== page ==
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Virtua Tennis 2009 [360]

Virtua Tennis is one of Those games, capitalisation intentional and spellcheck be damned. It fits in alongside the earlier Pro Evolution Soccer games, the Smash Bros series, Boom Blox, and every other series which is simple enough that anyone can pick up and play it and have a good time doing so, but which contains a deceptive amount of depth. Back in my misspent youth, my friends and I spent a staggering amount of time with Virtua Tennis 2. Whether it was a doubles match against the computer, single matches against each other, or a full-on 2v2 doubles tournament, Virtua Tennis was constantly on the screen. Virtua Tennis 2009 has one hell of a lineage to live up to.

The good news is that it’s Virtua Tennis. 2009 is still extremely simple to pick up and play, with the analogue stick and three face buttons (for top spin, slice, and lob) comprising pretty much the entirety of the necessary controls. Everything else is done via timing and positioning.

When matches are good, they’re really, really good. Playing Virtua Tennis against an opponent of equal level, whether computer or human, is a weirdly tactical experience. On losing a point, you rewind the last few strokes of the rally in your head and realise that if you’d been slightly nearer the centre three shots back you would’ve been in a better position to return that slice, which would then have forced your opponent to stumble in order to return it back, which would’ve let you smash it to the other side, and…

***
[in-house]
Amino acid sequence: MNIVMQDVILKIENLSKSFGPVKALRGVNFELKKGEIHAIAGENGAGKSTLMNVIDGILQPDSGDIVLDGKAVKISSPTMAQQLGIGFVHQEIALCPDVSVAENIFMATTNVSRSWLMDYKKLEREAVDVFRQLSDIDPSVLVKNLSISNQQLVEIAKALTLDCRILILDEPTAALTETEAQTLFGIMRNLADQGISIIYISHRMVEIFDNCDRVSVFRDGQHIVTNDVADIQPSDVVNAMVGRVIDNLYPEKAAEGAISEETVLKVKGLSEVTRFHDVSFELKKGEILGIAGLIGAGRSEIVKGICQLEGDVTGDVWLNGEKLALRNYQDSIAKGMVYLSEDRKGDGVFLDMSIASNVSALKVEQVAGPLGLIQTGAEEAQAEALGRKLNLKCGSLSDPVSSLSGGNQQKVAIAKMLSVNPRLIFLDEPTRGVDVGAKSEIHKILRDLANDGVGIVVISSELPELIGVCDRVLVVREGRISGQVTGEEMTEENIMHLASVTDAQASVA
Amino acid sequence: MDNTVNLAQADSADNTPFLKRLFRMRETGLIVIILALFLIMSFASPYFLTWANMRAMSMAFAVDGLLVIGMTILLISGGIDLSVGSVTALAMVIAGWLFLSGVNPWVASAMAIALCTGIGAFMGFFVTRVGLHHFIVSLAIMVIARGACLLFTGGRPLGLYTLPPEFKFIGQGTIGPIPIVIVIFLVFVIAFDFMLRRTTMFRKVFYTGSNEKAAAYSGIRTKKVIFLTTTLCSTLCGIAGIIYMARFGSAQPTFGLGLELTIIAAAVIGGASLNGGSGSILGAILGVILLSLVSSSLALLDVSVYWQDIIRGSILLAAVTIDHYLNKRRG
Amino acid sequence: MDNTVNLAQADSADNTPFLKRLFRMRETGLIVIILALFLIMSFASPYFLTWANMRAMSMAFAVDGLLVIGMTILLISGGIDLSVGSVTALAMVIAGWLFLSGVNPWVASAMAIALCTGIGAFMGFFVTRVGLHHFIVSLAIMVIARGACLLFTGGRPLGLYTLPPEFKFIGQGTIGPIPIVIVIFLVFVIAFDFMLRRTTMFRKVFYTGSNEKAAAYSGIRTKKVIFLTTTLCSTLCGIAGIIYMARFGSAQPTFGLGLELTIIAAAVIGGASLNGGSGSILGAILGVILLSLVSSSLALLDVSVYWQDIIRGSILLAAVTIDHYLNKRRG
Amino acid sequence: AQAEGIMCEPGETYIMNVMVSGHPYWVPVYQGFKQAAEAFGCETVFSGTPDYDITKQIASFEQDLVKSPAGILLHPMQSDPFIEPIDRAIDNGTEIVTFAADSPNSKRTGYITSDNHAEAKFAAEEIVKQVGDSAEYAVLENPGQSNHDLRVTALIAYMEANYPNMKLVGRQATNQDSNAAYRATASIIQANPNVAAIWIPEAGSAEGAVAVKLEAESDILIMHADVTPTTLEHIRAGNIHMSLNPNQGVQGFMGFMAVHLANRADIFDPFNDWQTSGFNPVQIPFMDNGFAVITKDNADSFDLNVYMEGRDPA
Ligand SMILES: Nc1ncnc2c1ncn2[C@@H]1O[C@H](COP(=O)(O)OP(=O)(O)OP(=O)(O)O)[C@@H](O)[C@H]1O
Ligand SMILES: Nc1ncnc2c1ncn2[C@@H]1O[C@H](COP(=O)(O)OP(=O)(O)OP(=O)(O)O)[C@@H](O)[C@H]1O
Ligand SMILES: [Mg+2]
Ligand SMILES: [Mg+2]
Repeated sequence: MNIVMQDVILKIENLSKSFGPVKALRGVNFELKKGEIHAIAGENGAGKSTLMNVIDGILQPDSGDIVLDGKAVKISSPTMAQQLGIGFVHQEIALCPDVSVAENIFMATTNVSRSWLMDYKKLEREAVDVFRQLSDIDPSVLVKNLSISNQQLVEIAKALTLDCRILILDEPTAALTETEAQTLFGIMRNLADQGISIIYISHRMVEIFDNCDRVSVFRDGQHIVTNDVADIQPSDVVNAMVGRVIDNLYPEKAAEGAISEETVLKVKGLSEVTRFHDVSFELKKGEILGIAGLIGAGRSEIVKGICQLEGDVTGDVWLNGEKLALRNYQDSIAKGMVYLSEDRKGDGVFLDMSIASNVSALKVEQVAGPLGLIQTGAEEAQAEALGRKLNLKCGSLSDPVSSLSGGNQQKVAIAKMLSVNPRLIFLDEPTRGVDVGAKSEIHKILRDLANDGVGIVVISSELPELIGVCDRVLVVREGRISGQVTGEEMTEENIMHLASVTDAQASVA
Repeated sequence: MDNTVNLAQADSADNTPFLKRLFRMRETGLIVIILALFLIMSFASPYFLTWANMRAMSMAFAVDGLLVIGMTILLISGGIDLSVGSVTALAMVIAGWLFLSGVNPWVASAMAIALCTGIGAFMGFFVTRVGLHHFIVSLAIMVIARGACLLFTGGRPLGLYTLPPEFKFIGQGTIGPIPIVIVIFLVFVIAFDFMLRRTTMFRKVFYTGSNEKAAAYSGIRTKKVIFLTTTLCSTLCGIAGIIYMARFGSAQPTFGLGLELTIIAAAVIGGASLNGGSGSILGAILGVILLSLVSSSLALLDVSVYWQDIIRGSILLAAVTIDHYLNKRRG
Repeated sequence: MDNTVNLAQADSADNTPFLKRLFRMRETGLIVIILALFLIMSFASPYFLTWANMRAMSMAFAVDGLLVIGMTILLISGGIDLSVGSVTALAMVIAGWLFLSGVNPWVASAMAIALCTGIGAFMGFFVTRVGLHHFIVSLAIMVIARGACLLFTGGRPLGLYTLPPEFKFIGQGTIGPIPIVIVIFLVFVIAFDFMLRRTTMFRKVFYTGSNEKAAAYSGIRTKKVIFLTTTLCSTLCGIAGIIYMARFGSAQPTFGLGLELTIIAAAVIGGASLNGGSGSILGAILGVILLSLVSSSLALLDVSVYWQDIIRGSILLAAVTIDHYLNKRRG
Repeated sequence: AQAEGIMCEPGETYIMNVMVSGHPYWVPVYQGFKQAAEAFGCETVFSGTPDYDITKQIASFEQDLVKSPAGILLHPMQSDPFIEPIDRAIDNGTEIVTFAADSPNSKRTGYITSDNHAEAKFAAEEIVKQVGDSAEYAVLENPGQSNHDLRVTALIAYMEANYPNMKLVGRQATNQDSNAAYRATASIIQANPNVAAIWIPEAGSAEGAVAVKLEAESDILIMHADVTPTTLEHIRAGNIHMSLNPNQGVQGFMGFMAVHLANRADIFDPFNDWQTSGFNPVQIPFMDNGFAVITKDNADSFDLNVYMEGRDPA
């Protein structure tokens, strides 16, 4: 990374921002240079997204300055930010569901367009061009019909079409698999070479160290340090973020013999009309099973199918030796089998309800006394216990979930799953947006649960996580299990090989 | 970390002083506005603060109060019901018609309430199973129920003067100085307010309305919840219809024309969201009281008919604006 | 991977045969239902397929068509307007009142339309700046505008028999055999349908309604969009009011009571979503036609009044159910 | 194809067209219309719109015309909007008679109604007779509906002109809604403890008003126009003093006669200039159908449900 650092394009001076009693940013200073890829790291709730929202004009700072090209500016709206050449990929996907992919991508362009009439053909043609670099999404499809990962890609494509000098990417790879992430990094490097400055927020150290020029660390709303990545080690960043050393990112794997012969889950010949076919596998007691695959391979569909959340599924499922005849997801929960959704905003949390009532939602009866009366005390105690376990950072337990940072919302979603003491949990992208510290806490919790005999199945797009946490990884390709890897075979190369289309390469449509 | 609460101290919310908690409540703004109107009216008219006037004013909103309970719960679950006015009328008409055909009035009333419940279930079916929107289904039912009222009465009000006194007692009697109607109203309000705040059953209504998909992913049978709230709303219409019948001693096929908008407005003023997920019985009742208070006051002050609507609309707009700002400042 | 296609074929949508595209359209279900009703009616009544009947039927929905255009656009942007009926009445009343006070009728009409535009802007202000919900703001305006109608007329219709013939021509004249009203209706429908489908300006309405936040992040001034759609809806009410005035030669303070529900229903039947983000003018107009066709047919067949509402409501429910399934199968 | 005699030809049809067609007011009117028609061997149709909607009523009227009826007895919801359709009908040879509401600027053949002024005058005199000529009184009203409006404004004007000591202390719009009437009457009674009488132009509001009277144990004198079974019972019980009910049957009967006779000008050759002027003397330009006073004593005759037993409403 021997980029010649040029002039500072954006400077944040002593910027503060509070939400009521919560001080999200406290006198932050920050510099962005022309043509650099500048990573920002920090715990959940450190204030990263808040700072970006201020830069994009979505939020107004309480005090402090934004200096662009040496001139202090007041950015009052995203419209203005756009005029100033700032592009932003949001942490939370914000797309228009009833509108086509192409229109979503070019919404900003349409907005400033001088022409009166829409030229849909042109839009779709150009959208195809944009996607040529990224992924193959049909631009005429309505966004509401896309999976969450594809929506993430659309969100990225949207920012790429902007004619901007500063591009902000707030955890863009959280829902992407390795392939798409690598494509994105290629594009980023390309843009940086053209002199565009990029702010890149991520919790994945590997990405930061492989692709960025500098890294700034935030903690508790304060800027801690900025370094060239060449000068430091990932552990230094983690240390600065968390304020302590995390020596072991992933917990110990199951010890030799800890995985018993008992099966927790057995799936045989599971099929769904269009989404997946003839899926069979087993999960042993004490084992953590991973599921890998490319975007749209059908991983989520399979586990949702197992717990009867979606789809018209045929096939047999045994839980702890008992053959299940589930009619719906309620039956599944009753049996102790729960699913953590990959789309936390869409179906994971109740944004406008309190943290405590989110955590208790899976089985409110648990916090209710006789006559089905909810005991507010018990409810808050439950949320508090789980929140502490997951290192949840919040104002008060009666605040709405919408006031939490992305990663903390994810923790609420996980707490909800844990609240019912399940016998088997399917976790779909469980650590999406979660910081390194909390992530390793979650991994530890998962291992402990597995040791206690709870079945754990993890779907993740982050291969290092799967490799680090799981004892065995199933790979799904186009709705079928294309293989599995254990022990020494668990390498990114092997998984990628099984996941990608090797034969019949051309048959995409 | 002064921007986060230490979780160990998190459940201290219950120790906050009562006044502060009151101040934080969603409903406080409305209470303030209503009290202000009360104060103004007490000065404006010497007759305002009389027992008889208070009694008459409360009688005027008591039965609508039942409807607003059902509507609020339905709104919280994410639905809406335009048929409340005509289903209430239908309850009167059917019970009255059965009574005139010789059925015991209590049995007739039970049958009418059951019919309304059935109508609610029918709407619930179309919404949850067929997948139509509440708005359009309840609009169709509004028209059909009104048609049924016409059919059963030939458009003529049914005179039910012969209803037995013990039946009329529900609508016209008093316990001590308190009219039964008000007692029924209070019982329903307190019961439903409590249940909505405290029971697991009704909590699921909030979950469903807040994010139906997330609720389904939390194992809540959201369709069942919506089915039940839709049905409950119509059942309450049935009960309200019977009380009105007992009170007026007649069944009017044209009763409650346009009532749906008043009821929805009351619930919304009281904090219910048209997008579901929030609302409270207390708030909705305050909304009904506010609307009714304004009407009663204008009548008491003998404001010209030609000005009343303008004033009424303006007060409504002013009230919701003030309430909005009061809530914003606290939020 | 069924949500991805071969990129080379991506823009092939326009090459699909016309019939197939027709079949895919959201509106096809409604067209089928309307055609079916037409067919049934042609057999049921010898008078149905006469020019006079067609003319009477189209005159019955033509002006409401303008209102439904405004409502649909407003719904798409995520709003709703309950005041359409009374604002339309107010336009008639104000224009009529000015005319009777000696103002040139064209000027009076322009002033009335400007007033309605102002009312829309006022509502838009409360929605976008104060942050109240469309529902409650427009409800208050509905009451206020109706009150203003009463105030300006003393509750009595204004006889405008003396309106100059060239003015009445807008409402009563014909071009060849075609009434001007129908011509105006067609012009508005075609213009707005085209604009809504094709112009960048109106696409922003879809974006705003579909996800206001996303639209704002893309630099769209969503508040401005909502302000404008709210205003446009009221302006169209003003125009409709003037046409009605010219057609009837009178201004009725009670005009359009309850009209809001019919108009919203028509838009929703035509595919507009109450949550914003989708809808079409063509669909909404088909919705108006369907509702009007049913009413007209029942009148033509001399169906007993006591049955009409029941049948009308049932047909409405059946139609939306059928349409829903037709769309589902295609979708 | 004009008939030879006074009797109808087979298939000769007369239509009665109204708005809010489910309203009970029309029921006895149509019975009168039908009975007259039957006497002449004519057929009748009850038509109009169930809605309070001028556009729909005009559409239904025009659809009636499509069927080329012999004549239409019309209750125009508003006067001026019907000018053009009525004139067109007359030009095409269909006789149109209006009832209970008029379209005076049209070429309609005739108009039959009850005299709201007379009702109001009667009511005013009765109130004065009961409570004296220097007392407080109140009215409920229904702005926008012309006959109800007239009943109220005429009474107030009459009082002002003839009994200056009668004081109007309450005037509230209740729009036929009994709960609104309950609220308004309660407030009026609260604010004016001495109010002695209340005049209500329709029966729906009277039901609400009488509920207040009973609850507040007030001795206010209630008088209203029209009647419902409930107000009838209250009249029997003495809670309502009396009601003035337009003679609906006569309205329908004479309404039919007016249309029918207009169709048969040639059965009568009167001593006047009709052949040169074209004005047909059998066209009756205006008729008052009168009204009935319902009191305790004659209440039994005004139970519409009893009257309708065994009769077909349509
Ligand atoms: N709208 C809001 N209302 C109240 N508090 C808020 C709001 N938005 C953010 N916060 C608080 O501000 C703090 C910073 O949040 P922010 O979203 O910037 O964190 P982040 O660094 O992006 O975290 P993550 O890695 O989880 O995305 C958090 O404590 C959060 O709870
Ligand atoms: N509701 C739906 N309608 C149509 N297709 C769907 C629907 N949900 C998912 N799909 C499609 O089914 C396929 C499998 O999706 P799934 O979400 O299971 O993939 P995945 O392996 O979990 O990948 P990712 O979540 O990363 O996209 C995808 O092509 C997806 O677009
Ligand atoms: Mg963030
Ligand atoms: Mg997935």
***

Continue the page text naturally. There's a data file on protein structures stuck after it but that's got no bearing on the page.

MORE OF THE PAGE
Equally, winning even a single point against a skilled opponent feels like an incredible victory. When rallies go on for a silly length of time and you’re desperately looking for a way to break through a seemingly impenetrable defence in doubles, and then finally spot your opportunity and it works, there’s a euphoria like nothing else. Even if they then end up hammering you without you ever scoring another point. Ahem.

The bad news is that it’s Virtua Tennis. If you’re playing the single player’s World Tour mode, good luck getting to a skilled opponent, because it’s likely going to take a good six hours. You start at rank 100 in the Amateur league, with most tournaments sealed off as they’re too high-level for you. Victory in these early tournaments – two or three matches, generally – can be happily done while eating, or holding a conversation on the phone, or watching a film. Your reward? A bit of cash to spend in the in-game store, and an advancement of one or two places, which seems a bit off considering that you just hammered the number 10 ranked amateur without losing a single point. There’s no option to skip the amateur league or even start at a higher rank so that you can jump into harder matches, so you’re going to be sat there winning points with ease for a very long time – torture, if you’re a veteran of the series.